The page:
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Ramses College for Girls


An Egyptian school for girls from kindergarten through twelfth grade.

Ramses College for Girls (founded as the American College for Girls), located at Ramses Square in Cairo, Egypt, originated as a trilingual (English, Arabic, and French) missionary school of the United Presbyterian Church of North America. Founded by Ella Kyle, its first building was inaugurated in 1910 by former U.S. president Theodore Roosevelt. The student body included girls of various ethnicitiesArmenian, Greek, Jewish, Abyssinian (Ethiopian), Egyptian, Syrian, and Lebanese, as well as girls from the Gulf statesmany of whom attended as boarders. Dr. Helen T. Martin served as principal from 1923 to 1956. In 1960, with the nationalization of private schooling, its ownership was transferred to the Evangelical Synod of the Nile, an Egyptian Protestant organization. The school's cosmopolitan community gradually dwindled until it became entirely Egyptian. In 1967, following the ArabIsrael War and subsequent strained relations with the United States, the school's name was changed to Ramses College for Girls. From 1967 to 1992 the school's principal was Reda Salama of the legendary Salama sisters (her sister Mary was principal of Port Said School), who established an Institute of Secretarial Studies and a Department for Girls with Special Needs. The school's graduates include leading figures in social development, aviation, diplomacy, government, and education, such as Aziza Hussein, Lutfia Nady, Aida Guindi, and Nawal al-Tatawi. By 2003, more than two thousand girls were enrolled in the school.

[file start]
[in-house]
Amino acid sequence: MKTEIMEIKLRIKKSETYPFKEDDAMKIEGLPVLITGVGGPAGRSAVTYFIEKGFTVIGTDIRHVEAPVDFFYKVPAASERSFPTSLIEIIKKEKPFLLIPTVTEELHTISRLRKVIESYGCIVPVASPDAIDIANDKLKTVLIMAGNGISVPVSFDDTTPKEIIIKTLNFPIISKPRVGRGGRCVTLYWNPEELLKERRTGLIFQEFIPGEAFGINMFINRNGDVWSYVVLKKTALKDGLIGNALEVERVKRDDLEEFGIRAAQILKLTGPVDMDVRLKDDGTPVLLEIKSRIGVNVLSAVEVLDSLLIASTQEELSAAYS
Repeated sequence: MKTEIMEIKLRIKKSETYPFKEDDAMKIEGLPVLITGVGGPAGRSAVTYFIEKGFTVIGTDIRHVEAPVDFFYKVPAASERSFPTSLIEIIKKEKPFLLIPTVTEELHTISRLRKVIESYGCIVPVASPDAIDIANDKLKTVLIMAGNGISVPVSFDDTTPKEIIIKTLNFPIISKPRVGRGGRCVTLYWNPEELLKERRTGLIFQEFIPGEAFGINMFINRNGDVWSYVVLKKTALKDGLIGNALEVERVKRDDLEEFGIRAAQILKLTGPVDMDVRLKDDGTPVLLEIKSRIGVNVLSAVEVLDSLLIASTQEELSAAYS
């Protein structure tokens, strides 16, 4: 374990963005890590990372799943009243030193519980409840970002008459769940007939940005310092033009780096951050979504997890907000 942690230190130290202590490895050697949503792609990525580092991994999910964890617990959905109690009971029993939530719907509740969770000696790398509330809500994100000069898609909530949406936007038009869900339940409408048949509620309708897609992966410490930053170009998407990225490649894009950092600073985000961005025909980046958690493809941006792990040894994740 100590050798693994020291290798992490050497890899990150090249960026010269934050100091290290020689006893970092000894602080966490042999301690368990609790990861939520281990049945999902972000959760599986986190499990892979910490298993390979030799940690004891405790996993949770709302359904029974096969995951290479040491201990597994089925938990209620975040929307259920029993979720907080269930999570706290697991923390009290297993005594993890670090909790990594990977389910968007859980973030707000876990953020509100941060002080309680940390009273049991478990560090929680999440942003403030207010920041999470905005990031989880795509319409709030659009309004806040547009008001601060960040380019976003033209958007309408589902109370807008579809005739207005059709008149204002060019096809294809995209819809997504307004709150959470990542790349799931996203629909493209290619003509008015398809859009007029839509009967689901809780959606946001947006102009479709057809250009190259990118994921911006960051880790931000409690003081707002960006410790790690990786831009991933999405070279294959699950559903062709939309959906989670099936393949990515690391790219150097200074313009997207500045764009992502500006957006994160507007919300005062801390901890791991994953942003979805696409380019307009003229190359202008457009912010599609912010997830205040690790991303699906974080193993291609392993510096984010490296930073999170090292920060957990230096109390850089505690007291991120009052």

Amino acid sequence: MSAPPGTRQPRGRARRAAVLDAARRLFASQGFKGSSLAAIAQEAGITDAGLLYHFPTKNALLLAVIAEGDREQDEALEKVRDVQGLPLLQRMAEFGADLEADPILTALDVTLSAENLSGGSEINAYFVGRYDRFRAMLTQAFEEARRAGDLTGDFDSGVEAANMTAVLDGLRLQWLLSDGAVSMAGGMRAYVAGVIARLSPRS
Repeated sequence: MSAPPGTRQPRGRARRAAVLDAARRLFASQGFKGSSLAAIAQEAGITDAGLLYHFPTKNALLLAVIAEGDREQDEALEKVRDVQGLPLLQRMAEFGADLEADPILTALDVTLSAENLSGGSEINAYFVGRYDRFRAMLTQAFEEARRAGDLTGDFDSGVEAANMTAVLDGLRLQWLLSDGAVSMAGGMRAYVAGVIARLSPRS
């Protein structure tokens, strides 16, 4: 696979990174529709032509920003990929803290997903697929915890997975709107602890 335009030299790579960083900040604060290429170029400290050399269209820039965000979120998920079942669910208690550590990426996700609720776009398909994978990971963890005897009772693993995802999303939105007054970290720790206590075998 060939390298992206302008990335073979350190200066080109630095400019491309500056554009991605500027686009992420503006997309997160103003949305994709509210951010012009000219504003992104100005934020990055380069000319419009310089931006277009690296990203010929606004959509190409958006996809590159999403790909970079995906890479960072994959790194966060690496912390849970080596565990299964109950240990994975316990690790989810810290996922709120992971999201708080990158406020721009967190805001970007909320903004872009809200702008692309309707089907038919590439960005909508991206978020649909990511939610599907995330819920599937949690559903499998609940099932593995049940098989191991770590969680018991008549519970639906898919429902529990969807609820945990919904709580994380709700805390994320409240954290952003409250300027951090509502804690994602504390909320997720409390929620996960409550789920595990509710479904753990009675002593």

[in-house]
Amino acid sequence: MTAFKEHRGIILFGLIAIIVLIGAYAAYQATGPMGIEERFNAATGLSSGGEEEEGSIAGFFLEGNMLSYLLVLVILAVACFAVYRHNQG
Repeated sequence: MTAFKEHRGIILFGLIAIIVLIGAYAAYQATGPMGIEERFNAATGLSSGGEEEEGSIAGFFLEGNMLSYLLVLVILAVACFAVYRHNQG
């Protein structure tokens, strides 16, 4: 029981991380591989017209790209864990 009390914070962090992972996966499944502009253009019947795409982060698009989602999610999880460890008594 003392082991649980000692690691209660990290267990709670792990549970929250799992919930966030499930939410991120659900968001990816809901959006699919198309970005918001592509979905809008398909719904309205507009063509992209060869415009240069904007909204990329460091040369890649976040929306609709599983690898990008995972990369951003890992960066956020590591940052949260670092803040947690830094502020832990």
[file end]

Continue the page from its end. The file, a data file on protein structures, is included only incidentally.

linda herrera

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